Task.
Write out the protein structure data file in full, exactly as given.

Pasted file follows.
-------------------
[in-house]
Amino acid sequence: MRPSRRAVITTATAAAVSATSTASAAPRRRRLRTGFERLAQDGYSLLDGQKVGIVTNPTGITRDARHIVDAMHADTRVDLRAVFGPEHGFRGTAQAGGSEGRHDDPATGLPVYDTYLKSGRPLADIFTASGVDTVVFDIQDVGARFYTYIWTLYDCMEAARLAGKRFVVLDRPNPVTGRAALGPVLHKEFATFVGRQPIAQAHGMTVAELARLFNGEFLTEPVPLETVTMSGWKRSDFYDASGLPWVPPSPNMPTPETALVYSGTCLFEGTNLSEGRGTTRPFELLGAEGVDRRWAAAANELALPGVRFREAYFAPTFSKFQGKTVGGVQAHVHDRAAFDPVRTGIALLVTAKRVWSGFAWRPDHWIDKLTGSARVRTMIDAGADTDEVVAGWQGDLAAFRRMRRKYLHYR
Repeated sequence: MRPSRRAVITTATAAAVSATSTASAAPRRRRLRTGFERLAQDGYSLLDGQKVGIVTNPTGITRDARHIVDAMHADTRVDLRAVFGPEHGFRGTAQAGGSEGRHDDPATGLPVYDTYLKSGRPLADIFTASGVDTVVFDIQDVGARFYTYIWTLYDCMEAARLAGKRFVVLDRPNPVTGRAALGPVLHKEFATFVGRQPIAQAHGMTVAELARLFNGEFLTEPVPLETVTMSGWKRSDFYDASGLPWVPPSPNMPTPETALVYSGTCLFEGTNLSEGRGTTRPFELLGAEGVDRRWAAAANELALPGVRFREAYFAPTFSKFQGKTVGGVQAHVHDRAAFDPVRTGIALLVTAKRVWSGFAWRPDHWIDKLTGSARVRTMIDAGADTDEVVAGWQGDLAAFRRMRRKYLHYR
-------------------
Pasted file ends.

[in-house]
Amino acid sequence: MRPSRRAVITTATAAAVSATSTASAAPRRRRLRTGFERLAQDGYSLLDGQKVGIVTNPTGITRDARHIVDAMHADTRVDLRAVFGPEHGFRGTAQAGGSEGRHDDPATGLPVYDTYLKSGRPLADIFTASGVDTVVFDIQDVGARFYTYIWTLYDCMEAARLAGKRFVVLDRPNPVTGRAALGPVLHKEFATFVGRQPIAQAHGMTVAELARLFNGEFLTEPVPLETVTMSGWKRSDFYDASGLPWVPPSPNMPTPETALVYSGTCLFEGTNLSEGRGTTRPFELLGAEGVDRRWAAAANELALPGVRFREAYFAPTFSKFQGKTVGGVQAHVHDRAAFDPVRTGIALLVTAKRVWSGFAWRPDHWIDKLTGSARVRTMIDAGADTDEVVAGWQGDLAAFRRMRRKYLHYR
Repeated sequence: MRPSRRAVITTATAAAVSATSTASAAPRRRRLRTGFERLAQDGYSLLDGQKVGIVTNPTGITRDARHIVDAMHADTRVDLRAVFGPEHGFRGTAQAGGSEGRHDDPATGLPVYDTYLKSGRPLADIFTASGVDTVVFDIQDVGARFYTYIWTLYDCMEAARLAGKRFVVLDRPNPVTGRAALGPVLHKEFATFVGRQPIAQAHGMTVAELARLFNGEFLTEPVPLETVTMSGWKRSDFYDASGLPWVPPSPNMPTPETALVYSGTCLFEGTNLSEGRGTTRPFELLGAEGVDRRWAAAANELALPGVRFREAYFAPTFSKFQGKTVGGVQAHVHDRAAFDPVRTGIALLVTAKRVWSGFAWRPDHWIDKLTGSARVRTMIDAGADTDEVVAGWQGDLAAFRRMRRKYLHYR